From the Roman period to the early 20th century

The Marketplace, Durham
The Marketplace, Durham

Yesterday was, perhaps our least successful day so far with cold windy weather and too much driving, but it did have some good points.

We knew that if we were to visit the places on our list from our Durham base we woud need to do some driving, so we headed off to Housesteads Roman Fort on Hadrians wall. The “sat nav” told us it was 49 miles by the shortest route and that the quickest route was 12 miles further. We’ve accepted that in the UK you can travel a long way quickly on motorways or the major A roads but on most other roads it is difficult to average 40 miles per hour. But if you choose the motorway you see much less, so the compromise, for us, is usually to take the shorter but slower routes.

So getting to Housteads took over an hour with Q spitting the dummy at the “bloody” GPS navigator which seems to insist on taking us through the centre of Durham wherever we want to go. At Housteads it was P spitting over the four pound parking fee in addition to the six pound each entry fee. And the senior concession was only 60p each. To get to the fort we had to climb a bleak, cold, windy hill, I cannot imagine what a poor soldier from Rome must have felt when he was stationed here in the second or third century AD. The fort is only foundations now but it has excellent signage and we could imagine how it must have been. The highlight for us was the communal latrine. Some people were walking along the wall but the wind was strong and cold so we headed back to the car.

Deciding on a different route home and choosing the GPS “shortest route” option had us driving on single lane roads over high moors at very low speeds but did take us to a nice pub where we got an excellent if rather late lunch. A brief but bracing walk in Alston (in Cumbria) then back home on another slow road left us exhausted and a bit grumpy.

A great nights sleep really helped and today we headed to the Beamish Museum, a 350 acre museum rather like Christchurch’s Ferrymead should be. 1920’s and 30’s trams and buses take visitors between areas, preserved or built as places from the early 20th Century. There is a town from 1910 a pit village and colliery, a 1940’s farm, a hall where the Squire may have lived and a railway where they were running a replica of one of the earliest train engines.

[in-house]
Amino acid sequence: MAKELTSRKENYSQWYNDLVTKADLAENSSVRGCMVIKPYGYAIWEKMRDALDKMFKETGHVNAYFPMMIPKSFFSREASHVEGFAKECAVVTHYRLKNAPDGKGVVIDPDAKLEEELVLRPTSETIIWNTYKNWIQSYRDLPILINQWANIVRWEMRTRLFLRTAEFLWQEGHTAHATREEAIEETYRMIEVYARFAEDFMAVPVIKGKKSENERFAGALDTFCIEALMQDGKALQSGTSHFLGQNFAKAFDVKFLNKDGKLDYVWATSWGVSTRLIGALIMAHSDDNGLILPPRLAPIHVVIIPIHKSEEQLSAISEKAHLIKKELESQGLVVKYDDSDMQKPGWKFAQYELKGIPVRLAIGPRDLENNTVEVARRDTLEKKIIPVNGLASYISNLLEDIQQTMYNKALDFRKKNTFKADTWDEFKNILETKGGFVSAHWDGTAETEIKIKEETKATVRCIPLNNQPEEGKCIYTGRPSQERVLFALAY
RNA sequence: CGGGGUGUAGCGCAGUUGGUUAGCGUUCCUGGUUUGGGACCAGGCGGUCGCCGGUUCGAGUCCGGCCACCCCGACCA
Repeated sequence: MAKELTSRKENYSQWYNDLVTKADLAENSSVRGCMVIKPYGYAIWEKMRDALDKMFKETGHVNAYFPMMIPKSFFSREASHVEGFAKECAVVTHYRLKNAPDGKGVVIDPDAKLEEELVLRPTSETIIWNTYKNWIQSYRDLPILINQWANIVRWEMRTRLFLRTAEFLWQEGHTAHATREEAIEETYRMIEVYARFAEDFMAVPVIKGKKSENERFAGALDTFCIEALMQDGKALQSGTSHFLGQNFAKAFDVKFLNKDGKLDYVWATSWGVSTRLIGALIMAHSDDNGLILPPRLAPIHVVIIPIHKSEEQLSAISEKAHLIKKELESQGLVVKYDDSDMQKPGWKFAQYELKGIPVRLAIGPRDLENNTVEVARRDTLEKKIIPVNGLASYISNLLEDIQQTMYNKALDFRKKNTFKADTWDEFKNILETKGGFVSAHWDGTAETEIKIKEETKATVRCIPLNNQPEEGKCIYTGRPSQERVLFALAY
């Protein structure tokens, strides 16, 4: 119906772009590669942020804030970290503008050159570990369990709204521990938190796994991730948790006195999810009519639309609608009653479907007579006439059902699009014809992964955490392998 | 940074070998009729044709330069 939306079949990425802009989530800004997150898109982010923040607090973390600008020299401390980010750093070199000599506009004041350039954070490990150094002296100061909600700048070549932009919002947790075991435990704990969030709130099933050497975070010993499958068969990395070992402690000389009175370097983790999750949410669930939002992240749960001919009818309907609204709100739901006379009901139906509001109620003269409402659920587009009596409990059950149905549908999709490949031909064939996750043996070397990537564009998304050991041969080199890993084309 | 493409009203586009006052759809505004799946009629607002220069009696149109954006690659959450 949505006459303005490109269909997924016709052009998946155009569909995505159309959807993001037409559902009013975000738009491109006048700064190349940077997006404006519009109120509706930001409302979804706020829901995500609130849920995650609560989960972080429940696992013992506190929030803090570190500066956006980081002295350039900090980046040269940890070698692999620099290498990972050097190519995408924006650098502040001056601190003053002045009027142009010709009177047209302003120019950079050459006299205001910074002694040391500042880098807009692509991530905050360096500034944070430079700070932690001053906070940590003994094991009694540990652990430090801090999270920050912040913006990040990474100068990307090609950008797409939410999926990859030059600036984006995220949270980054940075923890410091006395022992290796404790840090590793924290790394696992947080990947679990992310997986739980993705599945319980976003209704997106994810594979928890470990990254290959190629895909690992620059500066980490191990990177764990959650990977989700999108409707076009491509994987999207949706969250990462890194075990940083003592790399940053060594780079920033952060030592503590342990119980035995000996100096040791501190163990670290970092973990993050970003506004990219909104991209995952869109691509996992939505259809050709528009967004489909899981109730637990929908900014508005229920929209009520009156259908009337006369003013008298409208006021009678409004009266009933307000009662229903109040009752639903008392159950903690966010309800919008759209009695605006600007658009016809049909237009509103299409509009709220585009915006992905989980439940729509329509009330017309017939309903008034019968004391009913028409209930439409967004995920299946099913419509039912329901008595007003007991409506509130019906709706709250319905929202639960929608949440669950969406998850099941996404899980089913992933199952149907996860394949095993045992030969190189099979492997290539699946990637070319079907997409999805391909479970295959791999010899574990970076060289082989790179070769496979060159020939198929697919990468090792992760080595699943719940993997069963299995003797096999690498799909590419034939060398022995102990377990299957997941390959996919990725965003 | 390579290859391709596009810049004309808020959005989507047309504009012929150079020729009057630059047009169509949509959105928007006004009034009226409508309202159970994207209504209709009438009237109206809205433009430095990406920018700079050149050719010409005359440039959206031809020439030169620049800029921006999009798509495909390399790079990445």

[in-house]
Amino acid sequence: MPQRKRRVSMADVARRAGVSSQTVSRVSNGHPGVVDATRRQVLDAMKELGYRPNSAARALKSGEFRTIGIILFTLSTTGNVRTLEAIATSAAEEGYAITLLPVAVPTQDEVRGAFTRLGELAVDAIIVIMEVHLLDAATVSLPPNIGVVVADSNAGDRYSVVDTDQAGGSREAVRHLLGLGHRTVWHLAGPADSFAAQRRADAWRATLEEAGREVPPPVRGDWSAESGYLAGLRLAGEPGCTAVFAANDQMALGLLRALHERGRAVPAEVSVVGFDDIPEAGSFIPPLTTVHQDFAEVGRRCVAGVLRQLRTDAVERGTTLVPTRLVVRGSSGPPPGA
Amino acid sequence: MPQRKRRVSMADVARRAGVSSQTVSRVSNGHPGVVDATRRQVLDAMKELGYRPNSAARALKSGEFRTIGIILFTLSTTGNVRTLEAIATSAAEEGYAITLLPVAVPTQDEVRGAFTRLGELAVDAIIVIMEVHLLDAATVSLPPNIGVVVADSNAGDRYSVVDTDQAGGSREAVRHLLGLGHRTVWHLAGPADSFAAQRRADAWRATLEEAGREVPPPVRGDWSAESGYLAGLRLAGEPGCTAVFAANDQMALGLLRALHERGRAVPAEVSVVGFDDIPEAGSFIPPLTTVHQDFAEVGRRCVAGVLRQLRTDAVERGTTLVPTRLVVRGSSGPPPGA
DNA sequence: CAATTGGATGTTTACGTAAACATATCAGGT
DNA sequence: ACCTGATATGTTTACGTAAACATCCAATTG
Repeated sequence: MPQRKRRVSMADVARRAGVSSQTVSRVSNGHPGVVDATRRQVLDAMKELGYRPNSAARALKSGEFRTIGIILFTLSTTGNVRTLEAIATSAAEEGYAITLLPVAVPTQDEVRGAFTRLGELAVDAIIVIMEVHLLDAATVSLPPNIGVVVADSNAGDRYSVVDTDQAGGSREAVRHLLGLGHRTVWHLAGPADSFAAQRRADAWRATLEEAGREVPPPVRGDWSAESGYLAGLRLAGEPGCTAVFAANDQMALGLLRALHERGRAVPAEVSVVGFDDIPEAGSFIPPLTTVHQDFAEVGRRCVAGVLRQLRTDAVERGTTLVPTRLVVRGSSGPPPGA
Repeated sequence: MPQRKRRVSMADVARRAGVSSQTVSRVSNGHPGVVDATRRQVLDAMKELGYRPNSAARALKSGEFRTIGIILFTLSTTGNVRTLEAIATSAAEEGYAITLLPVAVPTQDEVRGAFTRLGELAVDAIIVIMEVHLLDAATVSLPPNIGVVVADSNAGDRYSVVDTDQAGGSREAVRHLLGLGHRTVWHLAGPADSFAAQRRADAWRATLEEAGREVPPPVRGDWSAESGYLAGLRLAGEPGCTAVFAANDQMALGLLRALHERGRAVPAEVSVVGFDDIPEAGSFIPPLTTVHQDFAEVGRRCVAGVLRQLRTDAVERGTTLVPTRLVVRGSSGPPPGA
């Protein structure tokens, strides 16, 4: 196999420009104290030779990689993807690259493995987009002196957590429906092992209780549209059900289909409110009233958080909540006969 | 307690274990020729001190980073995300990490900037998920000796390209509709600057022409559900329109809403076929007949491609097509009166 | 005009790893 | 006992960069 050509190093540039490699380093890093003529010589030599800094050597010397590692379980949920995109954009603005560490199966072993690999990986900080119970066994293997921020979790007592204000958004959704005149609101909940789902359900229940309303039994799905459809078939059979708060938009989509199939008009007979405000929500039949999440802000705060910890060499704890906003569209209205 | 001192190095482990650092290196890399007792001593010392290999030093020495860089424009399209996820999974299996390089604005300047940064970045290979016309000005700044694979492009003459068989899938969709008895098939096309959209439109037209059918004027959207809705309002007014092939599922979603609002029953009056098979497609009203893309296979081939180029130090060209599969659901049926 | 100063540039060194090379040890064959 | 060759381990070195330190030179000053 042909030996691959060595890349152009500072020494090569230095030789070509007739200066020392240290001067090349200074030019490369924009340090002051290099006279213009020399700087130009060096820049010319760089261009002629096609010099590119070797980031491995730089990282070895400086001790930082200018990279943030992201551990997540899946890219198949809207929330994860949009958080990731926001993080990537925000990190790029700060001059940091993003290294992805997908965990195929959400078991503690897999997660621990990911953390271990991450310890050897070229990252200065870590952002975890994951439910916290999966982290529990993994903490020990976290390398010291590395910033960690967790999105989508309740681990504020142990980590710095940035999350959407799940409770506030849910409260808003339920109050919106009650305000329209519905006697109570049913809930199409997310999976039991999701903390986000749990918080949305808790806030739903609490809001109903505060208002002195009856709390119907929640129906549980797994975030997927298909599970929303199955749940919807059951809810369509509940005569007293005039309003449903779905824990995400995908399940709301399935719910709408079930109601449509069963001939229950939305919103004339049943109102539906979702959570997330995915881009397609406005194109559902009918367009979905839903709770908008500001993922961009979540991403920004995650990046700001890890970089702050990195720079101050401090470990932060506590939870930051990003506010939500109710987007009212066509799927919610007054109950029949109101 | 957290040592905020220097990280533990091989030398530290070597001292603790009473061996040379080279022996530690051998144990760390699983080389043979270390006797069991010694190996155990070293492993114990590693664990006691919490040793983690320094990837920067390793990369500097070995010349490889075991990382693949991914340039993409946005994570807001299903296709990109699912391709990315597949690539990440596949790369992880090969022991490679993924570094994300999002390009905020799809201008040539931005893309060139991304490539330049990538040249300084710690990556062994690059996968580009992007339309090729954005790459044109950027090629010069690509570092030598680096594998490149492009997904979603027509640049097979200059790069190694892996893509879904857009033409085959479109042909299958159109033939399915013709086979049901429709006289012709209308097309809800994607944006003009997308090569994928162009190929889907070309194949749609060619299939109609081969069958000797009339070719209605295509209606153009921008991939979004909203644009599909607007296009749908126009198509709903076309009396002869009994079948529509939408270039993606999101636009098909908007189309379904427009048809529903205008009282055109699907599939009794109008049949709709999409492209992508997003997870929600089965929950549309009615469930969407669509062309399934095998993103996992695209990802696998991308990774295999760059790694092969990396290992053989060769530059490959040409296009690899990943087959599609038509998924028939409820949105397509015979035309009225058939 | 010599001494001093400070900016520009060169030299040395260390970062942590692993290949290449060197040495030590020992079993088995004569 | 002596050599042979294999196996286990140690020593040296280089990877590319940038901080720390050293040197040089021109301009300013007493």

We found a village hall where local school girls were singing and dancing along with a group of elderly people as part of Dementia week so we joined in for a while and were made very welcome. Quilliam went down a coal mine and we saw pit ponies, draught horses, pigs and almost every farm animal imagineable. The place was quiet on a Monday which was a welcome situation.

Each place was working with excellent staff dressed in period gear keen to talk about what they do. There were bakers, sweet makers, blacksmiths and others selling their products. The weather was a bit better and we had a most enjoyable day.

No photos until I have a better internet connection. Sorry!!

3 thoughts on “From the Roman period to the early 20th century

  1. hehe… glad to hear there been a bit of dummy spitting…. thanks for postcard, J was stoked! had to read a couple of times, but then he relayed to Mitch with quite a bit of accuracy! especially the no Lightning?! xx

    PS, why am I getting some of your photos upside down…?

  2. A good history lesson for us all. As regards to your GPS navigator, you would have enjoyed some good human interaction with the Dementia group.
    Your birthday card has arrived safely. Thank you.
    Judith & Ian

  3. Enjoying your travel diary very much. Especially the paintings and photos.
    Safe travels. Diana

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